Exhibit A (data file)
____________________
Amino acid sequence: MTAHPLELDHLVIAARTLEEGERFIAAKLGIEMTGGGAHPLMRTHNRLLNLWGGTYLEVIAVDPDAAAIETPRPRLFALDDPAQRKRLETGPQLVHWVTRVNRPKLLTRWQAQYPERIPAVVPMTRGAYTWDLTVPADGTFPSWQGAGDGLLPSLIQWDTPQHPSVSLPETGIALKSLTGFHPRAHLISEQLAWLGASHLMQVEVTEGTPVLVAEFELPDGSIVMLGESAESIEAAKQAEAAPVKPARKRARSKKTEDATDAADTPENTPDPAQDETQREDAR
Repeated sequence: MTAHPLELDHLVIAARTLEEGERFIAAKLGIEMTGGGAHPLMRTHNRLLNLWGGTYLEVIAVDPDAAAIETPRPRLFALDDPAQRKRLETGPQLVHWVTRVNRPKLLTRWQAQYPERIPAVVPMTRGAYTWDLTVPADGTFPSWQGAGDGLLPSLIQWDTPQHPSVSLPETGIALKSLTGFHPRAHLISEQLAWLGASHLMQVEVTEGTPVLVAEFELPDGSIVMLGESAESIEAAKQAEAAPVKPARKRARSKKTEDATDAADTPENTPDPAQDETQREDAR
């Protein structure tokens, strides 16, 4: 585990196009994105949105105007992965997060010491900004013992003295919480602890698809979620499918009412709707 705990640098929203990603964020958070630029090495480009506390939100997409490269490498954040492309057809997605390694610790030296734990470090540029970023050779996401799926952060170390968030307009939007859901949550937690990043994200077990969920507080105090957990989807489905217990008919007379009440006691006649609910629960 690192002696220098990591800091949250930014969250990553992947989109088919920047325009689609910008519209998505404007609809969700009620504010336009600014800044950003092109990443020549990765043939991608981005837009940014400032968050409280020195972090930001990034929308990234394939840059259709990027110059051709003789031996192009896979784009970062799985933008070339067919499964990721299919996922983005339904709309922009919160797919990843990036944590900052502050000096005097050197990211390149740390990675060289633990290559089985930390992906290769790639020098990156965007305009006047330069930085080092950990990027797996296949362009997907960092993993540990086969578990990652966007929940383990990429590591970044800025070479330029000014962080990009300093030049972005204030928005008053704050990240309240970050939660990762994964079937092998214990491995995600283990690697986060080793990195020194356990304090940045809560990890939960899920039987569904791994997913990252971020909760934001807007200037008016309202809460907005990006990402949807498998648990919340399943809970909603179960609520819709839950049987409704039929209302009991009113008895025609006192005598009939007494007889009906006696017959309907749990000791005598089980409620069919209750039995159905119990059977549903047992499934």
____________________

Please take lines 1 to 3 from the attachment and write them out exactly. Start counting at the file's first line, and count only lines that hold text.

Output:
Amino acid sequence: MTAHPLELDHLVIAARTLEEGERFIAAKLGIEMTGGGAHPLMRTHNRLLNLWGGTYLEVIAVDPDAAAIETPRPRLFALDDPAQRKRLETGPQLVHWVTRVNRPKLLTRWQAQYPERIPAVVPMTRGAYTWDLTVPADGTFPSWQGAGDGLLPSLIQWDTPQHPSVSLPETGIALKSLTGFHPRAHLISEQLAWLGASHLMQVEVTEGTPVLVAEFELPDGSIVMLGESAESIEAAKQAEAAPVKPARKRARSKKTEDATDAADTPENTPDPAQDETQREDAR
Repeated sequence: MTAHPLELDHLVIAARTLEEGERFIAAKLGIEMTGGGAHPLMRTHNRLLNLWGGTYLEVIAVDPDAAAIETPRPRLFALDDPAQRKRLETGPQLVHWVTRVNRPKLLTRWQAQYPERIPAVVPMTRGAYTWDLTVPADGTFPSWQGAGDGLLPSLIQWDTPQHPSVSLPETGIALKSLTGFHPRAHLISEQLAWLGASHLMQVEVTEGTPVLVAEFELPDGSIVMLGESAESIEAAKQAEAAPVKPARKRARSKKTEDATDAADTPENTPDPAQDETQREDAR
């Protein structure tokens, strides 16, 4: 585990196009994105949105105007992965997060010491900004013992003295919480602890698809979620499918009412709707 705990640098929203990603964020958070630029090495480009506390939100997409490269490498954040492309057809997605390694610790030296734990470090540029970023050779996401799926952060170390968030307009939007859901949550937690990043994200077990969920507080105090957990989807489905217990008919007379009440006691006649609910629960 690192002696220098990591800091949250930014969250990553992947989109088919920047325009689609910008519209998505404007609809969700009620504010336009600014800044950003092109990443020549990765043939991608981005837009940014400032968050409280020195972090930001990034929308990234394939840059259709990027110059051709003789031996192009896979784009970062799985933008070339067919499964990721299919996922983005339904709309922009919160797919990843990036944590900052502050000096005097050197990211390149740390990675060289633990290559089985930390992906290769790639020098990156965007305009006047330069930085080092950990990027797996296949362009997907960092993993540990086969578990990652966007929940383990990429590591970044800025070479330029000014962080990009300093030049972005204030928005008053704050990240309240970050939660990762994964079937092998214990491995995600283990690697986060080793990195020194356990304090940045809560990890939960899920039987569904791994997913990252971020909760934001807007200037008016309202809460907005990006990402949807498998648990919340399943809970909603179960609520819709839950049987409704039929209302009991009113008895025609006192005598009939007494007889009906006696017959309907749990000791005598089980409620069919209750039995159905119990059977549903047992499934």